Figure 72-1

(A) Genome organization of Marburg and Ebola viruses. (B) Expression strategies of gene 4 of Ebola type viruses. (A) Filoviral genomes consist of a single, negative-stranded, linear RNA molecule. Differences in the organization between Marburg and Ebola (more...)

Figure 72-3. Replication of filoviruses.

Figure 72-3

Replication of filoviruses. The nonsegmented negative-stranded RNA genome is transcribed into subgenomic RNAs which are polyadenylated at their 3′ and presumably capped at their 5′ ends. Replication works via a full length (+)-strand antigenome (more...)

(B) Viral proteins

NP - nucleoprotein

NP proteins possess an unusually high Mr with 95 kDa for Marburg and 105 kDa for Ebola isolates. The protein is the major structural phosphoprotein, and only the phosphorylated form is incorporated into virions, as demonstrated for Marburg. It is the major component of the ribonucleoprotein complex (RNP). Although RNA binding has not yet been demonstrated, there is little doubt that this protein is the functional analogue of the nucleocapsid proteins of other NNS RNA viruses (Fig. 72-2).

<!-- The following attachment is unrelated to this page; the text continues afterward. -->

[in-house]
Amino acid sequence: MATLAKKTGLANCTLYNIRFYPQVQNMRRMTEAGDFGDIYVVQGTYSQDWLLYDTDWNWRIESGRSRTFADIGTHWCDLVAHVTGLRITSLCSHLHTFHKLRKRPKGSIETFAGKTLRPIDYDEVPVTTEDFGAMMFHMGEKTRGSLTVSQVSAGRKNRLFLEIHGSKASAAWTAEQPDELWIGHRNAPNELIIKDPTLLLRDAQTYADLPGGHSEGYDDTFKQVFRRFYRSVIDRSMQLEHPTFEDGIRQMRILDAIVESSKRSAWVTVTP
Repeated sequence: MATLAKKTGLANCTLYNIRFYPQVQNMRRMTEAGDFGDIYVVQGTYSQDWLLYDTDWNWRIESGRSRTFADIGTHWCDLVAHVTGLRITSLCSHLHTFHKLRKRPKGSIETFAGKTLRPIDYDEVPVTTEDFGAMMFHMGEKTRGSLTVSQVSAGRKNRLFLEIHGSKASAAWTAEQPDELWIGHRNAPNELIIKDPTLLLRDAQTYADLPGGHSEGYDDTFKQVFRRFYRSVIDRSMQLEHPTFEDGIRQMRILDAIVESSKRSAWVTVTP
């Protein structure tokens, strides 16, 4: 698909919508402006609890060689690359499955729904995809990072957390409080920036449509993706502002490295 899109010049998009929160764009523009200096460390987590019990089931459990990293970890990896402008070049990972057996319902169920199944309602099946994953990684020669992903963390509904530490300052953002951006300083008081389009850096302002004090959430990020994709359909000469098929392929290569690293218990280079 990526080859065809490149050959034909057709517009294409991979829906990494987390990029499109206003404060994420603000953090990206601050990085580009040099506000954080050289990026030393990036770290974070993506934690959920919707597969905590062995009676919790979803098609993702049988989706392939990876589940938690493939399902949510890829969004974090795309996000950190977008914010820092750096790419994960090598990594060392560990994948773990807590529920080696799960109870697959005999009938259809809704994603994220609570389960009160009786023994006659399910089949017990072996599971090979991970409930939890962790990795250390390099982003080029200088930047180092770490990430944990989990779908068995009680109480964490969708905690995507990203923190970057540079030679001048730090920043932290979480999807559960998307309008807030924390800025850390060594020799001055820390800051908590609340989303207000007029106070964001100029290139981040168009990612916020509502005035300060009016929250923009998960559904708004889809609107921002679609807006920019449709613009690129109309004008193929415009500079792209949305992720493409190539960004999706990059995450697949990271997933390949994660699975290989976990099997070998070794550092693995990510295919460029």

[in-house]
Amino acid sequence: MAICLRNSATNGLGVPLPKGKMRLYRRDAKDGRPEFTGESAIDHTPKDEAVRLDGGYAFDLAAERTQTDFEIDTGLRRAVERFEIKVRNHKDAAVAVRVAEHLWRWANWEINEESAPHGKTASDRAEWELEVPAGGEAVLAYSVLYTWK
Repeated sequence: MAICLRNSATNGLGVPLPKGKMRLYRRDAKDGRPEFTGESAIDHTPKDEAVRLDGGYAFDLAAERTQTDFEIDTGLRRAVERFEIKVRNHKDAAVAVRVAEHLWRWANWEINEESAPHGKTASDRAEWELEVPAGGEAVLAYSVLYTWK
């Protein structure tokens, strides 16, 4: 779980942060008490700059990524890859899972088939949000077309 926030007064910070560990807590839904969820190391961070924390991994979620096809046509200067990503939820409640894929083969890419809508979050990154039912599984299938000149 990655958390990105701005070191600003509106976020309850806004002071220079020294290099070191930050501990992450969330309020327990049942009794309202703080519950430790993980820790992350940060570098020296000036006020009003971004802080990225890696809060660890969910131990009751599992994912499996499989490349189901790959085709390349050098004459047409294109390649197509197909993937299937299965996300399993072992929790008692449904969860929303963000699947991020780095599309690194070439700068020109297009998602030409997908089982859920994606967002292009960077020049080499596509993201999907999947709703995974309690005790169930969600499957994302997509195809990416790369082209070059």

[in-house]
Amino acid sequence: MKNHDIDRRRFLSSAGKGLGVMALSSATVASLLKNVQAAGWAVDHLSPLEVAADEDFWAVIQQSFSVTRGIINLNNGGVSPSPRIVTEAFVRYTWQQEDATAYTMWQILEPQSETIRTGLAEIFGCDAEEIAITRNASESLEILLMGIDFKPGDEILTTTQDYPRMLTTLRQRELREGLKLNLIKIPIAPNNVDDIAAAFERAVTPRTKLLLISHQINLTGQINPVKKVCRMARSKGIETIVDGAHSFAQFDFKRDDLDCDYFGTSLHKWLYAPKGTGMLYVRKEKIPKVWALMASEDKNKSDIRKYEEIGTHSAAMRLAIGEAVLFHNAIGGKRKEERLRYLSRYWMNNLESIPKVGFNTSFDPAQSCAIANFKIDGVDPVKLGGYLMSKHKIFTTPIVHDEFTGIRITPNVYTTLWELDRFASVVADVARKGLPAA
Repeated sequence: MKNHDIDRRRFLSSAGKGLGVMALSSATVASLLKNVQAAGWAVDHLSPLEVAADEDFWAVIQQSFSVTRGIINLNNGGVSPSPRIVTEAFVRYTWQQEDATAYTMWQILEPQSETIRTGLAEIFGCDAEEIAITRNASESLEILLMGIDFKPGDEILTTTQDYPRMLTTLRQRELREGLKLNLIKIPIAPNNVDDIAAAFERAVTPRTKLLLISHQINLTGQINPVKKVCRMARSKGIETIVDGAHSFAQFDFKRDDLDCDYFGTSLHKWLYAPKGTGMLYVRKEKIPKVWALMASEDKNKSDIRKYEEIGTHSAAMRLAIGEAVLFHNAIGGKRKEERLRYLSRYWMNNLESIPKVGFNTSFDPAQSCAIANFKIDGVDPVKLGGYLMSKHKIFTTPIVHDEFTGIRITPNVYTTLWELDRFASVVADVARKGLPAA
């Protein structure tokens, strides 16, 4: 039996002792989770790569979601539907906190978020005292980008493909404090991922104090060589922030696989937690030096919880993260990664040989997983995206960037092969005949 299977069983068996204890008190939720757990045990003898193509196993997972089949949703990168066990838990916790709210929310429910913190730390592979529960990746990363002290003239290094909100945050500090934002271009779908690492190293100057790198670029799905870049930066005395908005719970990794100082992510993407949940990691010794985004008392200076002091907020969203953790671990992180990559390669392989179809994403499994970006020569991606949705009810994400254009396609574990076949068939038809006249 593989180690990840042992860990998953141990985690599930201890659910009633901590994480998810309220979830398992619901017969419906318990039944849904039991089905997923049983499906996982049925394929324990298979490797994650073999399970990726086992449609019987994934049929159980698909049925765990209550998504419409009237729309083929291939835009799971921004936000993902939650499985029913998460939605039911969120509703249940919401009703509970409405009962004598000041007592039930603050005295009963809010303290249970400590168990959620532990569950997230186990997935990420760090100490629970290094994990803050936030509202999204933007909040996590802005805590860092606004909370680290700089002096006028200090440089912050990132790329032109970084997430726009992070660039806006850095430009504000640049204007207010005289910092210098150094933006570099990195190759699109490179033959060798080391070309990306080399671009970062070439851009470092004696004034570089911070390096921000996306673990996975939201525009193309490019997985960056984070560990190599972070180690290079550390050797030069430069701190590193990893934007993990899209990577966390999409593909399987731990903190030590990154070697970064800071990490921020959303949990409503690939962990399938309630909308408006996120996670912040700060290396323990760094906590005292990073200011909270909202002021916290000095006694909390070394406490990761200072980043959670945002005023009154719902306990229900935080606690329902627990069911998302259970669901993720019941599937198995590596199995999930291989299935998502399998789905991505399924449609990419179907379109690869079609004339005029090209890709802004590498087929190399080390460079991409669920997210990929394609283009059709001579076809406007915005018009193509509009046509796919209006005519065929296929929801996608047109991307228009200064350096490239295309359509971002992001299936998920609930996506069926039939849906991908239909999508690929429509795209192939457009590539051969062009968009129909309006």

Figure 72-2. Structure of filoviral particles.

Figure 72-2

Structure of filoviral particles. (A) Electron micrograph of Marburg virus. Ultrathin sections obtained from primary cultures of human endothelial cells three days post-infection. Particles consist of a nucleocapsid surrounded by a membrane in which spikes (more...)

GP - glycoprotein